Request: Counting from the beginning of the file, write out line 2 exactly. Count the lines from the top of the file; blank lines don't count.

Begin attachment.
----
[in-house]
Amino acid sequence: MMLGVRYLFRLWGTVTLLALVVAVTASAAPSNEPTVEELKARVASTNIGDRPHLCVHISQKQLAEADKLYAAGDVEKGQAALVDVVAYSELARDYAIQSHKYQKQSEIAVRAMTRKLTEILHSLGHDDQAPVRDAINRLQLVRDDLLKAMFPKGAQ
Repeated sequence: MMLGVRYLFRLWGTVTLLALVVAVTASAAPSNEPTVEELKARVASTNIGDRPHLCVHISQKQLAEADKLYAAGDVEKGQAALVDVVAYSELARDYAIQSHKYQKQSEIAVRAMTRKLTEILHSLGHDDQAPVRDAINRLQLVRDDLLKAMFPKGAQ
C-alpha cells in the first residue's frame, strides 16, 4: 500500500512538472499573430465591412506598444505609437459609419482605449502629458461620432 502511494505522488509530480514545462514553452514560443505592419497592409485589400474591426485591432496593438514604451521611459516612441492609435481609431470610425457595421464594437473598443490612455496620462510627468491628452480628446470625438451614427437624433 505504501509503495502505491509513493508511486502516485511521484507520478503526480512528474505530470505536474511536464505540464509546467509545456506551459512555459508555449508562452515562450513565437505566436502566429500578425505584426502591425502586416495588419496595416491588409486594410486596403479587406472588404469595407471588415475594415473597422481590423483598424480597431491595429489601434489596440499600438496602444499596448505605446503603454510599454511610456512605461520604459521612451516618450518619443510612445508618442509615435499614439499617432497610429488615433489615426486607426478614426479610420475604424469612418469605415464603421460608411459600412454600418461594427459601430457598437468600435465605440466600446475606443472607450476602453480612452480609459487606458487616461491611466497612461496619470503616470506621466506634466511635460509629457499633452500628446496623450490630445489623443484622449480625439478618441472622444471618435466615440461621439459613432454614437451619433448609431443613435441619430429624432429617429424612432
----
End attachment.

Amino acid sequence: MMLGVRYLFRLWGTVTLLALVVAVTASAAPSNEPTVEELKARVASTNIGDRPHLCVHISQKQLAEADKLYAAGDVEKGQAALVDVVAYSELARDYAIQSHKYQKQSEIAVRAMTRKLTEILHSLGHDDQAPVRDAINRLQLVRDDLLKAMFPKGAQ